Dividend-payers are all the rage right now, and indeed PSN only came to my attention because it was a prospective dividend-payer, but why as a shareholder would you ever want to take a dividend when you can reinvest in a business that’s doubling every year and boasting the kind of margins and RoC that PSN offers? Yes, they could still max out their production with additional borrowing, but why? The answer may be related to the next few questions.

What is the long-term outlook and fleet size?

I have no basis for attempting to estimate the long-term margin they will be able to achieve. Competition will almost certainly arrive: so far they have first-mover advantage (the answer to “why isn’t everyone in this business” is likely because it came out of nowhere just 2 years ago), but that won’t last forever. They have a patent, but I have not had a chance to see it for myself, and even then, some non-infringing copy-cat attempts will likely be made.

For fleet size, I ballparked a final fleet size in the 400-500 tank range, which would represent getting tanks associated with something like 10-20% of the fraccing rigs in North America, and with 4-5 tanks per rig required (though the tanks set up quickly, it’s likely that each will be needed at a site for longer than a fraccing rig in order to process the fluids). Again, just ballpark estimations. At the current rate of production, PSN would hit that before the end of 2012, and that (I’m sure more out of coincidence than anything) would mesh up with the capital budget I outlined above. If that is the case, then that may explain why they can pay a dividend: the growth plateau is close.

60% of the current tanks are already leased through to the end of 2012. Some multi-year contracts in place as well. This suggests that demand is still moderately strong.

What is the lifetime of a tank?

The depreciation for PSN has not been broken out in a segregated filing. One quick estimate would be 10 years: somewhat similar to other machinery/autos that are used year-round outdoors with steel components [update: investor relations indicates this is a good guess].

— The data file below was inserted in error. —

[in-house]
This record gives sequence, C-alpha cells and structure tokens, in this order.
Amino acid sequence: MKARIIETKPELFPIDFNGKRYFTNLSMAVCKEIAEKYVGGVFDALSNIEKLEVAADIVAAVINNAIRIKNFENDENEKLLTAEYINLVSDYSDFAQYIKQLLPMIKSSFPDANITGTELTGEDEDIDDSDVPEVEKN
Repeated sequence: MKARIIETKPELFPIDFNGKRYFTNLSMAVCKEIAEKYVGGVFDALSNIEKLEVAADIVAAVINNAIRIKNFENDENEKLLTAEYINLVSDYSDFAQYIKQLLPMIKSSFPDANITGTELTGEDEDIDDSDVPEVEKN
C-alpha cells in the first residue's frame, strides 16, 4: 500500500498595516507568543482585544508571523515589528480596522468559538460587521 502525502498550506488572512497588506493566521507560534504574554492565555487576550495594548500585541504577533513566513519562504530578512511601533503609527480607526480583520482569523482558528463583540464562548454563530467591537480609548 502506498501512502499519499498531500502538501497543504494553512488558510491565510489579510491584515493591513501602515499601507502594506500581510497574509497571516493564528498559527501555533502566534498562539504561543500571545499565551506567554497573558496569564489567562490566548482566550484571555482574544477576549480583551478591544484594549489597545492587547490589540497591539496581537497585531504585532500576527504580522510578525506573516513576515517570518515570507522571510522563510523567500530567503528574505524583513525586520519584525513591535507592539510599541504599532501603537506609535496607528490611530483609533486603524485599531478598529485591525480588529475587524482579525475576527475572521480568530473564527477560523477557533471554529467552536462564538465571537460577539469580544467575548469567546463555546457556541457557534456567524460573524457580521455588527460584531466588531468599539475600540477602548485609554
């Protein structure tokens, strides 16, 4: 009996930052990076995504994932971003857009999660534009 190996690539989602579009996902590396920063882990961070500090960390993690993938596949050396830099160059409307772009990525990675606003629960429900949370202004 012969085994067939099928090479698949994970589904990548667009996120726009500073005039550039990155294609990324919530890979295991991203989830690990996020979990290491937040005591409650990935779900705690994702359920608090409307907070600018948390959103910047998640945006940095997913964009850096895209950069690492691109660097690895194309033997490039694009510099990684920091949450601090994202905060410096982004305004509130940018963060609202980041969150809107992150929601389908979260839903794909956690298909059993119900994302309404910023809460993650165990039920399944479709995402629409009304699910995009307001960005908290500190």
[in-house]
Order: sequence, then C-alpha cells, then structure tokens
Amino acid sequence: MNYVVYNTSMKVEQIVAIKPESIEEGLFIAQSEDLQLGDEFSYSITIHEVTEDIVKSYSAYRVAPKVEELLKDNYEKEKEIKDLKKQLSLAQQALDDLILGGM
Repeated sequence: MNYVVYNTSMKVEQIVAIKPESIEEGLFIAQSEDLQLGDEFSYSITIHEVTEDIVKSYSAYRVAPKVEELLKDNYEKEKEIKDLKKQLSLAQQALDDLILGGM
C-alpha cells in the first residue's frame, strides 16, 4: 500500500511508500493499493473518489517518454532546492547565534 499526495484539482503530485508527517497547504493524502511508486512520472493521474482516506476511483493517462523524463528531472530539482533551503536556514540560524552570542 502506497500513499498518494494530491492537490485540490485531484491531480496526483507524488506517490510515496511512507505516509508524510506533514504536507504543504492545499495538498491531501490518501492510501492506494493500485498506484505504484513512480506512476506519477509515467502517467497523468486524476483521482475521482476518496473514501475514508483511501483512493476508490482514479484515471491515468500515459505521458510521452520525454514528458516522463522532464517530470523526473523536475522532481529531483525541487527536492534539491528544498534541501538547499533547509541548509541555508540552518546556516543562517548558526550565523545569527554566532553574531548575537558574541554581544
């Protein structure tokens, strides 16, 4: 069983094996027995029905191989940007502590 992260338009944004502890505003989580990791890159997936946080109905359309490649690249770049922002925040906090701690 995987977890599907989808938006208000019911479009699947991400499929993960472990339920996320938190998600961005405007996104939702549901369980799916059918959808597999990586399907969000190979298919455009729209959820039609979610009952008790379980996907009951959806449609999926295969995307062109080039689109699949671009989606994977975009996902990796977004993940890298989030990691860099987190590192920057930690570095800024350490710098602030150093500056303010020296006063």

Valuation Scenarios

Let’s attempt then to value PSN under several scenarios.

Assume 2012 goes as forecast by management and ballparked above. Then for 2013 they would have 450 tanks and be in the long-term plateau of company size. Presently, they earn EBITDA of $400k/tank/year. Assume the bank line is fully drawn at $75M with a 5% interest rate, so interest expense is $3.75M/year.

Scenario #1: margins remain lucrative, tanks continue to earn EBITDA of $400k/tank/year, tanks last 10 years.

Scenario #2: margins remain mostly lucrative, but fall a bit, tanks earn EBITDA of $300k/tank/year, tanks last 10 years.

Scenario #3: margins tighten by half, tanks earn EBITDA of $200k/tank/year, tanks last 10 years.

Note that these are all varying degrees of conservative scenarios, there are others (e.g., continued exponential growth through 2013) that offer more upside.


Scenario #1

Scenario #2

Scenario #3

Number of tanks












Interest Exp




Depreciation Exp




Tax rate




Net earnings








Payout ratio

67% of EPS, 44% of EBITDA

94% of EPS, 60% of EBITDA

157% of EPS, 88% of EBITDA

While scenario #1 is reasonably conservative in terms of final market share (with the information currently available), it is not conservative with respect to revenue and margins. The more conservative scenarios in #2 and #3 indicate that the company should be able to pay the dividend in the short term (even in #3, dividend would be covered by EBITDA, though for long-term sustainability, it should be covered by normalized cash EPS).


There are many sources of risk. Some may give early warning signs allowing one to exit a position, whereas others are unavoidable and must be priced in and accepted. For PSN, these are the risks I’m most concerned with:

  • Environmental. The tanks have a short service history (<2 years), and the fleet is expanding extremely rapidly. This means that there must be a lot of newly-trained personnel dealing with these tanks. A leak or full breach of a tank that leads to a spill, especially early in this company’s history, could lead to a total loss from liability damages and damage to reputation. This is a low-probability high-cost type risk.
  • Competition. The business has such incredible margins that competitors will be flocking to this space. It is unclear if the patent PSN holds will be enough to protect them, or if the patent will be granted in the US at all.